The Associated Press
Richard Lautens / Toronto Star / Getty
CLEVELAND – Joey Bats and the Toronto Blue Jays forgot their bats.
Toronto’s meaty lineup loaded with power hitters scored just one run in the first two games of the AL Championship Series, a stunning turn for a team that blasted baseballs against Texas.
The Blue Jays managed just three hits in Saturday’s 2-1 loss to the Cleveland Indians, who took a 2-0 lead as the series shifts to Canada.
“Everyone in this room is confident that we can get it done,” Blue Jays third baseman Josh Donaldson said. “We’re not out of it. I still believe we can do it.”
After hitting eight homers and scoring 22 runs in their Division Series sweep of the Rangers, Toronto entered the ALCS as a well-oiled machine.
It’s only thrown parts so far, and the Blue Jays are down 0-2 in the ALCS for the second straight year.
Jose Bautista, the aforementioned Mr. Bats, is 0 for 6 with five strikeouts and has yet to put the ball in play. Russell Martin is 1 for 7 and has missed a couple chances to drive in runs. Edwin Encarnacion has grumbled about the strike zone, and the Blue Jays are batting .159 with just two extra-base hits and 25 strikeouts.
Cleveland’s pitching, especially lights-out lefty reliever Andrew Miller, has had something to do with Toronto’s offensive malaise.
”We’ve pitched well, they’ve pitched well,” said Donaldson, who has continued his torrid October and has three of Toronto’s 10 hits. ”They’ve just scored more runs than we have. We’re going to get the last at-bat now and we feel confident about it.”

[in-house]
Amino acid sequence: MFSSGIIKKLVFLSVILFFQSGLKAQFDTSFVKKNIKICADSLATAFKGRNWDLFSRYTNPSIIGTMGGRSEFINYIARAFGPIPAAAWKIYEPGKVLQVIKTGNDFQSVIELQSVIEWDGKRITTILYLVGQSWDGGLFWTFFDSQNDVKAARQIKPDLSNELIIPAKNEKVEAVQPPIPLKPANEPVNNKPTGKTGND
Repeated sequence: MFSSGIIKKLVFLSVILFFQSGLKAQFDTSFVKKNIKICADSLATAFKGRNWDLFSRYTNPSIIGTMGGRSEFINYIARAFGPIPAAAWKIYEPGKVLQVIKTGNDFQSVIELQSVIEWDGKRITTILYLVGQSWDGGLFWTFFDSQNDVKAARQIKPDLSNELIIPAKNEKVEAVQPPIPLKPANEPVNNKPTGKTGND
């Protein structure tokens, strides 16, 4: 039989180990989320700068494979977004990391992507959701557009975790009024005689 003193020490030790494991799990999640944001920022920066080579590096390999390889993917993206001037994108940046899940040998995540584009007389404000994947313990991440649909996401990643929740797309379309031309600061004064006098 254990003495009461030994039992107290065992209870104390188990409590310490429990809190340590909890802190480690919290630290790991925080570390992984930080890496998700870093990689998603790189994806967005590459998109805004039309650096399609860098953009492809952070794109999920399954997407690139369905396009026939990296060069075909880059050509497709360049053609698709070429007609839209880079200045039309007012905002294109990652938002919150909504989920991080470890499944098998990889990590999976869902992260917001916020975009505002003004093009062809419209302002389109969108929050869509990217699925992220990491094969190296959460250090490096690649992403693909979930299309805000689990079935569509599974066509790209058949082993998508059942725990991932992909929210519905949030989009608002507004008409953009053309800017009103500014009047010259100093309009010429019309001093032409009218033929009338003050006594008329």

Maybe going home will help the Blue Jays, who went 46-35 at the rocking Rogers Centre and drew an AL-high 3.4 million fans in the regular season.
“Having home-field advantage is good – and we’re going to need it,” said left-hander J.A. Happ, who took the loss in Game 2, allowing two runs in five innings. “Hopefully, we can feed off the fans.”
The Blue Jays won their only home game in the ALDS, beating Texas 7-6 in 10 innings on Oct. 9, when Donaldson dashed home with the winning run.
Cleveland’s players know they’re heading into one of the game’s most hostile home environments.
“It’s hockey fans and I mean that in the best way because I’m a hockey fan too,” said Indians second baseman Jason Kipnis, a die-hard Chicago Blackhawks fan. “They’re intense. They stand up for most of the entire game and they’re always into it, rallying their team.”